4:00 P.M.: UNNAMED PULLOUT. We circled back to where we had started. The pullout was choked with vehicles. A visibly stressed-out woman sat stranded with her three kids in a compact car. Another woman sat in a camp chair reading a book in front of a truck hitched to a large travel trailer — long-suffering fishermen’s wives. I didn’t envy the mother of three.

A smoky sunrise greets us just below Fishing Bridge, on the bank of the Yellowstone River.

An angler was casting in our spot. The angler, who hailed from West Virginia, hooked and landed a strong fish. I coaxed up a hit by skittering the fly, only to lose him. A young angler had been throwing dries downstream. He waded ashore and moved above us. The family, who’d been cooped up in the compact, came down to see how Dad was faring. Their oldest child, a boy of about 11, waded out deeply into the river as if he were at the beach, followed by his 8-year-old sister. Dad tried to fish, but gave up and reeled in. “Dad,” the girl who was out in the chilly water up to her chest called out, “can I pee in the river?” He affirmed. Several minutes later, she called out again: “Dad, can I poop?” “No!” he barked. It was time to head for camp.

8 A.M.: THE FOLLOWING DAY. There were 90 percent fewer anglers. It was as if we were on another river. We noodled around to survey the stream. Down at Nez Perce Ford Picnic Area, the previously packed parking lot was empty. We returned to the pullout above Sulphur Cauldron and hiked down to the river. A large herd of bison grazed downstream and we could see several swimming across the river.

A bored wife from West Virginia, reading a paperback, awaits her angler husband at a river pullout.

In the sharp morning air, I gazed out at the vapor trails of Mud Geyser as they appeared like large plumes of campfire smoke. The multi-hued river bottom was pristine. Bellowing bison sounded like huge pigs belly grunting. The acrid smell of sulfur filled my nostrils. Where else, I thought, but the crown jewel of America’s national parks could one’s senses be vitalized by such a timelessly wild setting? Herons flapped overhead as ravens croaked, their cries echoing off the hillsides. It filled me with wonder.

After the day’s previous beating, the fish had lockjaw, so we moved. Back at the truck, John noticed a large, dark animal running through the meadow. “It’s an adult grizzly,” he said. The bruin covered ground like a thoroughbred. Once the bear got to the river, it ran downstream to cross at a wide riffle not 30 yards from where I’d been casting. Had we not moved, I might have had an unpleasant encounter.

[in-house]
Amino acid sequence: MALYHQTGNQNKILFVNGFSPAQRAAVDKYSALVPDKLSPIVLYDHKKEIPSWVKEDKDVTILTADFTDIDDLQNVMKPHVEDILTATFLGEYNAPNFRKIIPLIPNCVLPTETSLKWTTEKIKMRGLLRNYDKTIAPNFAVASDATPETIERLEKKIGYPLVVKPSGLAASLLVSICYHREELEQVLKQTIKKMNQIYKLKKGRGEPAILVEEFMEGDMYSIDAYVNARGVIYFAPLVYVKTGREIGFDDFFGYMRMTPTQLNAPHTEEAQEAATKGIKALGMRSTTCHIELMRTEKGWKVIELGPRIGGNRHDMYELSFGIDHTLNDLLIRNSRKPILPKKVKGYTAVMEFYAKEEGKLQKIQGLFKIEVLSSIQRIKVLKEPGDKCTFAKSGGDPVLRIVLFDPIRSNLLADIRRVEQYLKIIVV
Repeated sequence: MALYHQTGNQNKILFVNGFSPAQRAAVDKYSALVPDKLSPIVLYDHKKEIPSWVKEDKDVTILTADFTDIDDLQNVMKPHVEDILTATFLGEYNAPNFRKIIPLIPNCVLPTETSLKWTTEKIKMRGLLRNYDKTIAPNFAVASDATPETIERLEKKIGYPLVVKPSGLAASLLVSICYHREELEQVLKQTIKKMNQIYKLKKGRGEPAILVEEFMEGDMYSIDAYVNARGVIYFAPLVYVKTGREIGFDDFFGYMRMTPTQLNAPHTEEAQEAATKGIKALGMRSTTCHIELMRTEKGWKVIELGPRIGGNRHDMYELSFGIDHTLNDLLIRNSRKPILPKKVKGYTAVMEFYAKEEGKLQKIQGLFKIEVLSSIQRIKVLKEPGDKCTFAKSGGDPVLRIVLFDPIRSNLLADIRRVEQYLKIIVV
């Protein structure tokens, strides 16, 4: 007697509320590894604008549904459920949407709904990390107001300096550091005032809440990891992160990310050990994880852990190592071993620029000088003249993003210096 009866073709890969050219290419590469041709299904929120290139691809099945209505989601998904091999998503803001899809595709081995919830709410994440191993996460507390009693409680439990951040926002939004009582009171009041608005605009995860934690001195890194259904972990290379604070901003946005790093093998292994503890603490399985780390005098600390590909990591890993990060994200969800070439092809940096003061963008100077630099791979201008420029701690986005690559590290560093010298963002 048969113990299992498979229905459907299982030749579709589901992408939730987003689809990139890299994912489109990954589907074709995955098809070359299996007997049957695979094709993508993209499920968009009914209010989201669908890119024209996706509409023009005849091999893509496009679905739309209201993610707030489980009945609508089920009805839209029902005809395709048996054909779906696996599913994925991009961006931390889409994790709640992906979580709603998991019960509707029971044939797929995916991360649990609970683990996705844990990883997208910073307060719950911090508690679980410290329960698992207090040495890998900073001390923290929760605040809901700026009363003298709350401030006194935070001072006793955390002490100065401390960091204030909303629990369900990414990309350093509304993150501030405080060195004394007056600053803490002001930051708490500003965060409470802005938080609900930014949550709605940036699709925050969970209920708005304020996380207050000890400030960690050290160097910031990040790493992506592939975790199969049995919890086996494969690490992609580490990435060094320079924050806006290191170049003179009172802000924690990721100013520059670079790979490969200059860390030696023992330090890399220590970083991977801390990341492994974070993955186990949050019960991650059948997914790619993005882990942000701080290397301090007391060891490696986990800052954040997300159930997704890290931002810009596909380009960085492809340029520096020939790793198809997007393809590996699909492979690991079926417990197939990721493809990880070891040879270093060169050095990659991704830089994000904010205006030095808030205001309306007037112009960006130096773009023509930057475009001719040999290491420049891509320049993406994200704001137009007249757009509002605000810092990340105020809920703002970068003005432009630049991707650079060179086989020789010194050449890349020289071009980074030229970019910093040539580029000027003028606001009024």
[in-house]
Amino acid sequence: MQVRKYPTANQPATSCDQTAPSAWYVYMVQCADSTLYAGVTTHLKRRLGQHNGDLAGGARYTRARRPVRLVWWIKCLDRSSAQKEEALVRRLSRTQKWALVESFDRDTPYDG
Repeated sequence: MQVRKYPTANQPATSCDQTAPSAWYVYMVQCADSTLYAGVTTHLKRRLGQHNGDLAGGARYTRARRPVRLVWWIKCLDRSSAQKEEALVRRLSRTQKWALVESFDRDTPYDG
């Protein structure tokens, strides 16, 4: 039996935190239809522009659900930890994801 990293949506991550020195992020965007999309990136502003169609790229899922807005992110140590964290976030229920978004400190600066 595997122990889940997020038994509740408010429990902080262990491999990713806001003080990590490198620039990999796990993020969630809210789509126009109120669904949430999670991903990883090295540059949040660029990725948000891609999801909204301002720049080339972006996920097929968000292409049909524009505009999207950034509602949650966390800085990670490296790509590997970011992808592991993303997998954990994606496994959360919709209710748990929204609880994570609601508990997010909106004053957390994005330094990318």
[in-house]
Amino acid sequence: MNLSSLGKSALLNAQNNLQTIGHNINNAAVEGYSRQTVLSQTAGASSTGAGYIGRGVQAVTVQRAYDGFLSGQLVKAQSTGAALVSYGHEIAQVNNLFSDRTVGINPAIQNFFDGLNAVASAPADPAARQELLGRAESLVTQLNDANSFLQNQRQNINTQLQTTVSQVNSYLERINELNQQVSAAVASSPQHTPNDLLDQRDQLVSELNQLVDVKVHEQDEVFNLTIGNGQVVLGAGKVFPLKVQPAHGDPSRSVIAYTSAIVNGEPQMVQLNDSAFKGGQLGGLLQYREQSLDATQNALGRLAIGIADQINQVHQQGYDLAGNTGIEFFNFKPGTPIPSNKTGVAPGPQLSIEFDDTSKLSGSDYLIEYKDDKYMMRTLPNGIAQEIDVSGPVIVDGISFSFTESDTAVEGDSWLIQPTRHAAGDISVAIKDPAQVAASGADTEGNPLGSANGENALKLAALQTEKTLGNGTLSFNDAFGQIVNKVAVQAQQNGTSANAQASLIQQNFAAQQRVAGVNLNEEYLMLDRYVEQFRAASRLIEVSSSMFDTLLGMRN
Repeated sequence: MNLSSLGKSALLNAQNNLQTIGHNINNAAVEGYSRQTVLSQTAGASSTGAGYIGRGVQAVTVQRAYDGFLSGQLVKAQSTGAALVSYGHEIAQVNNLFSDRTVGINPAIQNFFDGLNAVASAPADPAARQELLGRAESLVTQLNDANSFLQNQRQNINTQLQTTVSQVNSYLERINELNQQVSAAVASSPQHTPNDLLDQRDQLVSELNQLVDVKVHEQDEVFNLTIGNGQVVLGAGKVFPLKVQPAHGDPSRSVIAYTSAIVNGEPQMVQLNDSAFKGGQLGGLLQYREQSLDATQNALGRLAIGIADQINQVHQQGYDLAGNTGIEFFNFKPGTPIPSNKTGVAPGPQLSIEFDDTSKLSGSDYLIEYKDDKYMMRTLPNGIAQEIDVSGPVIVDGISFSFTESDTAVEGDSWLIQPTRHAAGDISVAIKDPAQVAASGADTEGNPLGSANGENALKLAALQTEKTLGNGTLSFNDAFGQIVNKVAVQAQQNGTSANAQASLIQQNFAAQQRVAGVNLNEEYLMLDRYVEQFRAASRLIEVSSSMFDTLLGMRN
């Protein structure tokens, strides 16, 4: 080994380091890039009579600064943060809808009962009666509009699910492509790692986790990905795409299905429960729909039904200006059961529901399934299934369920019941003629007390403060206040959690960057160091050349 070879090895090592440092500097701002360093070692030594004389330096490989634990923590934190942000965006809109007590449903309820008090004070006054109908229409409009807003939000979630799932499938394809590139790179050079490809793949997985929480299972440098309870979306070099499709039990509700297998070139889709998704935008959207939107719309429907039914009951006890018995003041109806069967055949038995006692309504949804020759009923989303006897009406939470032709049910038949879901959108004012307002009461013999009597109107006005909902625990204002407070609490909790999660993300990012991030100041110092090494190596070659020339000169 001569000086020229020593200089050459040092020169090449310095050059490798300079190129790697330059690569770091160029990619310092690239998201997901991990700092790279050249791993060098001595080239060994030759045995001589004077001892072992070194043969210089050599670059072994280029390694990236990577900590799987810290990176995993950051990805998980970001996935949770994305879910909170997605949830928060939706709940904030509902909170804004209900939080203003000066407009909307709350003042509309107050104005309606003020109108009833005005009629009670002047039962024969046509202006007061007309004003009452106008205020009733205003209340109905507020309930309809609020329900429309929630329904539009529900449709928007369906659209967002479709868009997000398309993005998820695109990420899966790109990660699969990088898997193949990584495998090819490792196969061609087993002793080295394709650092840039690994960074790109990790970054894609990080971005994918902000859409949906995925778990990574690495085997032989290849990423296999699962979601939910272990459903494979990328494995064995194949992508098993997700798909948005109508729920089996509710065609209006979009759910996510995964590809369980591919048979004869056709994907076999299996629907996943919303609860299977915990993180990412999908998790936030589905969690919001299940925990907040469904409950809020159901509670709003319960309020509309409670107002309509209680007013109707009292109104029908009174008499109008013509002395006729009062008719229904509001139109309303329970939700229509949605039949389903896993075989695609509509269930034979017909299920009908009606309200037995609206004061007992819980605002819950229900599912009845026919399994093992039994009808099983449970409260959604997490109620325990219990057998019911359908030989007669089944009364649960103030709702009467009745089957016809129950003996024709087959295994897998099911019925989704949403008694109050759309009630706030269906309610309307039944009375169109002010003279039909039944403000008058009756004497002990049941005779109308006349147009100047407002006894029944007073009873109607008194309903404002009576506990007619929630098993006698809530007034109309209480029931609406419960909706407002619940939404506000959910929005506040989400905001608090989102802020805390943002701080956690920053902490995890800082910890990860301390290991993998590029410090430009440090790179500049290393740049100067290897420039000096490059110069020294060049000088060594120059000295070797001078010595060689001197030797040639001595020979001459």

NOON: THREE MILE CAMPGROUND. During the drive back down Shoshone Canyon, I felt a restored sense of contentment. While it had been the first day and the trout unpressured, they weren’t exactly Hollywood starlets — easy or many. The opener had been far more than simple metrics. Yet, something about the fishing felt off; when I returned home, I reached out to several authorities to investigate. David Sweet, who spent over a decade helping to bring the Yellowstone cutthroat back from near extinction, had this to say: “Before the illegal introduction of lake trout, the cutthroat population in Yellowstone Lake was over 3.5 million fish. By the early 2000s, the population had crashed to between 200,000 and 400,000 fish. Through systematic gillnetting, the lake trout population has been winnowed, resulting in an encouraging comeback in cutthroat trout. The battle is ongoing, and it’s going to continue to be expensive.” 

Such complexities dwarfed my egocentric desire to catch “the big one.” I dearly hoped the fishery would continue to improve in the foreseeable future. Our experience heartened John, who is an expert in his own right. He felt the fishery was trending in the right direction. So much for Marty’s fish porn.